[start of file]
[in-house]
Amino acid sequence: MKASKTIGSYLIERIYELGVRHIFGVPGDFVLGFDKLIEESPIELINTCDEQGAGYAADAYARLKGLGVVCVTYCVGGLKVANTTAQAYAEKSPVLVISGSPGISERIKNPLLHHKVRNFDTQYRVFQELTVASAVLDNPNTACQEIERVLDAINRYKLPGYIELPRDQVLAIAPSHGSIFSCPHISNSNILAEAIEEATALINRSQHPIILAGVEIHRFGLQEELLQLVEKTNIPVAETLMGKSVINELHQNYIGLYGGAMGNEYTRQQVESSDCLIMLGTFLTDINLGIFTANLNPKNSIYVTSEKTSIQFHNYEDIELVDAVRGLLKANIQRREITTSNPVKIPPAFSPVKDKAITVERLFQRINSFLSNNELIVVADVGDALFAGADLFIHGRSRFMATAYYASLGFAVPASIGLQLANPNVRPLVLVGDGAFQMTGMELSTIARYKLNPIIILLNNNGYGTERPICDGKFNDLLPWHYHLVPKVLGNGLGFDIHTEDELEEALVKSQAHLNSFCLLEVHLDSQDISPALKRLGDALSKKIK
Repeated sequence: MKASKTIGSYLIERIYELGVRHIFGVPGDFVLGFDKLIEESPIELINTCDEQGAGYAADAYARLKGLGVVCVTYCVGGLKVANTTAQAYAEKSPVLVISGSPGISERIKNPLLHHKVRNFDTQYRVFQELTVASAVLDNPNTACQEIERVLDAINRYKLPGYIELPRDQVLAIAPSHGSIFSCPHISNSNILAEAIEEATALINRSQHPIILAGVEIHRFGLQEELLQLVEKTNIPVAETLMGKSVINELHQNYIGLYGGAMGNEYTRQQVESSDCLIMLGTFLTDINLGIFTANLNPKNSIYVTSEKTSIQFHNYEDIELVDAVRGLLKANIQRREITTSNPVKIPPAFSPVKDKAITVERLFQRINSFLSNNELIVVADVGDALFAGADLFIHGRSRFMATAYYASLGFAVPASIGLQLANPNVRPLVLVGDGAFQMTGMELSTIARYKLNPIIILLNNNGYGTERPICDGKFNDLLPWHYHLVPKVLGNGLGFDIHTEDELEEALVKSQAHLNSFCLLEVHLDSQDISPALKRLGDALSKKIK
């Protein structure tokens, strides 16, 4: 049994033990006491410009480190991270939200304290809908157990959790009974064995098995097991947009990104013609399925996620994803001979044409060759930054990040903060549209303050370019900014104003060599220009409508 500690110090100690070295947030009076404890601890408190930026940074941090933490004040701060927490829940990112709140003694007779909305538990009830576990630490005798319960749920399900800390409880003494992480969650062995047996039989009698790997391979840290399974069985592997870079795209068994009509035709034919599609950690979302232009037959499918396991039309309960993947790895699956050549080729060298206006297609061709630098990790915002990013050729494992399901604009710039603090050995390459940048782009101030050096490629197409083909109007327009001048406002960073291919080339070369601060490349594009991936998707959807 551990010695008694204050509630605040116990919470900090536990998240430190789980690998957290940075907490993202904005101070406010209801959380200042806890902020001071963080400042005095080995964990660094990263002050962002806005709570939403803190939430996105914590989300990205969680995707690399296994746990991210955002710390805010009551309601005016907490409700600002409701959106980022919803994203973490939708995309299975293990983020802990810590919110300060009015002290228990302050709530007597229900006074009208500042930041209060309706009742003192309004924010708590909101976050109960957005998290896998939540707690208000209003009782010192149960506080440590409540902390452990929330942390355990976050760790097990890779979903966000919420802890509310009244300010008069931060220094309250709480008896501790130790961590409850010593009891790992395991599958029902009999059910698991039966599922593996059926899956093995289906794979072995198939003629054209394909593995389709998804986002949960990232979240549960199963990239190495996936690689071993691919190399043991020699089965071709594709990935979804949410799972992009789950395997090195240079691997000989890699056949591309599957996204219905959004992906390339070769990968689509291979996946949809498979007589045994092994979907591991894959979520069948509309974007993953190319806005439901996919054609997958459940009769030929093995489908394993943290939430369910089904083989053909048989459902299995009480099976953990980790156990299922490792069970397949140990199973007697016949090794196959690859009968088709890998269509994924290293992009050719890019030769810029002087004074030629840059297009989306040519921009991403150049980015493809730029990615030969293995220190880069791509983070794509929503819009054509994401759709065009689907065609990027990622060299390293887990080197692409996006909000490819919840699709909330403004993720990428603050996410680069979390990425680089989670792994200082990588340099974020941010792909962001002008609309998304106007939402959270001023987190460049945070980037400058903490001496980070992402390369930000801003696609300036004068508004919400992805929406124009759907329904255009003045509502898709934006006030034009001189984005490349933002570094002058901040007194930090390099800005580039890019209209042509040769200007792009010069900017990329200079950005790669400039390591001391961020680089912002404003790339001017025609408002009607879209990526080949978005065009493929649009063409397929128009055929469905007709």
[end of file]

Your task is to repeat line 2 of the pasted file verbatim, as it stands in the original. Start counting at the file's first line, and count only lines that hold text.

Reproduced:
Amino acid sequence: MKASKTIGSYLIERIYELGVRHIFGVPGDFVLGFDKLIEESPIELINTCDEQGAGYAADAYARLKGLGVVCVTYCVGGLKVANTTAQAYAEKSPVLVISGSPGISERIKNPLLHHKVRNFDTQYRVFQELTVASAVLDNPNTACQEIERVLDAINRYKLPGYIELPRDQVLAIAPSHGSIFSCPHISNSNILAEAIEEATALINRSQHPIILAGVEIHRFGLQEELLQLVEKTNIPVAETLMGKSVINELHQNYIGLYGGAMGNEYTRQQVESSDCLIMLGTFLTDINLGIFTANLNPKNSIYVTSEKTSIQFHNYEDIELVDAVRGLLKANIQRREITTSNPVKIPPAFSPVKDKAITVERLFQRINSFLSNNELIVVADVGDALFAGADLFIHGRSRFMATAYYASLGFAVPASIGLQLANPNVRPLVLVGDGAFQMTGMELSTIARYKLNPIIILLNNNGYGTERPICDGKFNDLLPWHYHLVPKVLGNGLGFDIHTEDELEEALVKSQAHLNSFCLLEVHLDSQDISPALKRLGDALSKKIK